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Stretch to Fit: Knitting and Resilience

Friday, October 20, 2023 at 12:30pm to 1:30pm

Virtual Event

Since I started to write about knitting in the late 1990s, a wealth of texts relating to knitting as a route to well-being, via spiritual, meditative or contemplative practice have been published, i.e. The Knitting Sutra (Lydon, 1998), Mindful Knitting (Manning, 2004), and Zen and the Art of Knitting (Murphy, 2002). Many of these texts centralise the ways in which knitting has significantly contributed to a sense of well-being, of over-coming difficulty, grief, loss and illness. The focus outlines a narrative of the maker; a progression from materials to completed object/s, which chart this as a journey or progression from sickness to health. The over-riding conclusion appears to extol knitting as a therapeutic, mindful practice, which creates for or engages the maker with a clear mental space that transcends the failure of the body and the general pressures of the world. In essence, knitting can, according to this literature at least, save your soul[1], your body, and help you to heal yourself. 

Similarly, academic enquiry emerging in the early 2000s, investigated the ways in which knitting and well-being had become synonymous, representative of a means to address stress, improve mood, and build confidence in an unstable climate – whatever form that might take. This approach emerged from the same set of social and historical conditions as writing on well-being and its importance in daily life. As these discussions have developed, concomitant with the expansion of well-being narratives applied to the individual, groups, homes and workplaces, new understandings of the relationship between knitting and well-being emerged. In these we see a distinct focus on the mental and physical health of the individual in relation to notions of ‘coping’, ‘functioning’, and by the 2021 Covid 19 pandemic, ‘resilience’.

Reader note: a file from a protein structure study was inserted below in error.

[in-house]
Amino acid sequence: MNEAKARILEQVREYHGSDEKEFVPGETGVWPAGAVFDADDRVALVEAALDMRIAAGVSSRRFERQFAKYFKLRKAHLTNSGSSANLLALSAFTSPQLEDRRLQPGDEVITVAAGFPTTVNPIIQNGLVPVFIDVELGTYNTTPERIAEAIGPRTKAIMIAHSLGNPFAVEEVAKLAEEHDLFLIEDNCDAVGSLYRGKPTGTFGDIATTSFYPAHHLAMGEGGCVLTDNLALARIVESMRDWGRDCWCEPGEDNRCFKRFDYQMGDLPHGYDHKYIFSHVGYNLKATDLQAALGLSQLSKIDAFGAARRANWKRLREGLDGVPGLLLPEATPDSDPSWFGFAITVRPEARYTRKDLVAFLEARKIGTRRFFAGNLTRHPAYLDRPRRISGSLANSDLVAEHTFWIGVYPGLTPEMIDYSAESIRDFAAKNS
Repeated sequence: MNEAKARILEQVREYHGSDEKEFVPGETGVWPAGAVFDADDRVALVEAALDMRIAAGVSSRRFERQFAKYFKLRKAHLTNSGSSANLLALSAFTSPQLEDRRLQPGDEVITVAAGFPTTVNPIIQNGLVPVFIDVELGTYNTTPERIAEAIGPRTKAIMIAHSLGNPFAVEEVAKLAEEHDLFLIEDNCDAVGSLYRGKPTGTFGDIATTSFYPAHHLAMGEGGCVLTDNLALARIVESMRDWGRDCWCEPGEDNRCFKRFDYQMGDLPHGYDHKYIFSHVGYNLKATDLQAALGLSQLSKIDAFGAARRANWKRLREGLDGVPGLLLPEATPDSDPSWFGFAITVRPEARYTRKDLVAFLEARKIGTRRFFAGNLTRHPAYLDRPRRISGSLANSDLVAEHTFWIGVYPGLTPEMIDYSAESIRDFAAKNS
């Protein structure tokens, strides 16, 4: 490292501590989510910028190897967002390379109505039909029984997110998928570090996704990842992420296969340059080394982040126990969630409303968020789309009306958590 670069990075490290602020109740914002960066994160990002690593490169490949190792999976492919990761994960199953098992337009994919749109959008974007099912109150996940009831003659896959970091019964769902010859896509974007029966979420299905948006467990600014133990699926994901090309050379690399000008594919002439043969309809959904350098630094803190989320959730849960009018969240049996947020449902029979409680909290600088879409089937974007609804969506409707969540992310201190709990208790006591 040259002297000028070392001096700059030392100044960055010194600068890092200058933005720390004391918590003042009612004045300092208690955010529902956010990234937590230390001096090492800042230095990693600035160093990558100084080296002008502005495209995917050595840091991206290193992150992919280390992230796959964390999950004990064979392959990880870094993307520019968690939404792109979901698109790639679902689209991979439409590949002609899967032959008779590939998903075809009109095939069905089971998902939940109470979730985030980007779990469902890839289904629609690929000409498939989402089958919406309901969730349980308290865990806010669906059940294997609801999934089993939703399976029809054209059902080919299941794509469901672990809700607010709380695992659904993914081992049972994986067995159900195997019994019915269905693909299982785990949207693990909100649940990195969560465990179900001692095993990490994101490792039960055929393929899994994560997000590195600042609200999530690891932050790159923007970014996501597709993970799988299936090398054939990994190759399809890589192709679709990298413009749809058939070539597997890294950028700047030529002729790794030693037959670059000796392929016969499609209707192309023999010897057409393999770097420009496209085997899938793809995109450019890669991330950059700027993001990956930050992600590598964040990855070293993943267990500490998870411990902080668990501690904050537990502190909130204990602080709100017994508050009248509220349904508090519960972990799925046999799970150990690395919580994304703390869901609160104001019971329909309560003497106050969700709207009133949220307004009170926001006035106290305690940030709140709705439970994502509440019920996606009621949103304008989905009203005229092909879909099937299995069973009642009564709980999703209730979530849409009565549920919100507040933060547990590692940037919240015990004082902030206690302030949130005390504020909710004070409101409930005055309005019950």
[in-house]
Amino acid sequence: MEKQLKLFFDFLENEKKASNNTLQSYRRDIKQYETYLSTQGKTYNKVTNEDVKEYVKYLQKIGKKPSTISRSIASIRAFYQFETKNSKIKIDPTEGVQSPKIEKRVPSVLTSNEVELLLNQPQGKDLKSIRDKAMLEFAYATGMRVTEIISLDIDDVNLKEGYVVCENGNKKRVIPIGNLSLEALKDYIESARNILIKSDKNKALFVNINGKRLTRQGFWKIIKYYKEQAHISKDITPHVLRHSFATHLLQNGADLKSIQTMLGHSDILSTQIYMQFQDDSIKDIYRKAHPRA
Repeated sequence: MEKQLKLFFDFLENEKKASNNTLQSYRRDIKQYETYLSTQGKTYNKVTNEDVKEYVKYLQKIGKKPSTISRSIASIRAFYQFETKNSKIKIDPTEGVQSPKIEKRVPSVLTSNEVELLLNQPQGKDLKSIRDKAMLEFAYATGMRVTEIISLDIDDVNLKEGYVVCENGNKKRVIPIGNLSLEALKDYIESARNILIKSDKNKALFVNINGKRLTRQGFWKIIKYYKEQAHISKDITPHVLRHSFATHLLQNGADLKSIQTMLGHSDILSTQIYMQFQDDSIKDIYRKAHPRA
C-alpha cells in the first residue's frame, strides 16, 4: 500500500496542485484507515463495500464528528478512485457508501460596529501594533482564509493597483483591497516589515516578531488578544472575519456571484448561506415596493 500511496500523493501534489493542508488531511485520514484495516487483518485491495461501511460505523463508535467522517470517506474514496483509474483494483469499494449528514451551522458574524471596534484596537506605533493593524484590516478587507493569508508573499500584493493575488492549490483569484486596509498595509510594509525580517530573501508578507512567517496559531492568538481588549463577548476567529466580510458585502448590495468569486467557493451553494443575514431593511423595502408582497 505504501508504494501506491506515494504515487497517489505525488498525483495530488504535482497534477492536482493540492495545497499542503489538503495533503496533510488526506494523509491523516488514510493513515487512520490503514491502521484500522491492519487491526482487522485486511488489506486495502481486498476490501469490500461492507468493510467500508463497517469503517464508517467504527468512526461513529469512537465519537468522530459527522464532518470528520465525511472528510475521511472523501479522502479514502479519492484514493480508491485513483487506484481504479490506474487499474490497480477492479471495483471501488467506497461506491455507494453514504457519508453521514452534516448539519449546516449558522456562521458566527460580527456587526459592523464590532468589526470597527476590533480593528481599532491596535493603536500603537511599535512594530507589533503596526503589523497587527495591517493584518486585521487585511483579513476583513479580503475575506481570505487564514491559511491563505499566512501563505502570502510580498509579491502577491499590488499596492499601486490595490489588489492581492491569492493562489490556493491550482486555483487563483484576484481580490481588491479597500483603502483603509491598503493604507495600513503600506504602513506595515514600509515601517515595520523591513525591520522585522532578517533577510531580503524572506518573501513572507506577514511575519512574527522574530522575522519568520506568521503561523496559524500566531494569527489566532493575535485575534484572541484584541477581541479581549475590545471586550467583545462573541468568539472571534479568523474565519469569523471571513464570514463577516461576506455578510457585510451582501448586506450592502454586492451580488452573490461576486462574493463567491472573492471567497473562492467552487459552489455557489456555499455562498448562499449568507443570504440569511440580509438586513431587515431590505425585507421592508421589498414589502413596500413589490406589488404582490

Along with the rise in Craftivism, small acts of resistance, which also might be considered ‘resilience’, making, and particularly that which is considered ‘domestic’ and ‘easy’ have become synonymous with making a difference, showing group strength and the power of the individual.  These themes are the focus of this discussion – how knitting is resilient, how it can have therapeutic benefits, but how it’s understanding as a means to ‘resilience’ is somewhat flawed.

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Event Type



Cornell Human Ecology, Human Centered Design

University Themes


Contact E-Mail

Contact Name

Karen Steffy


Prof. Jo Turney

Speaker Affiliation

Professor of Fashion and Textiles at Winchester School of Art, University of Southampton

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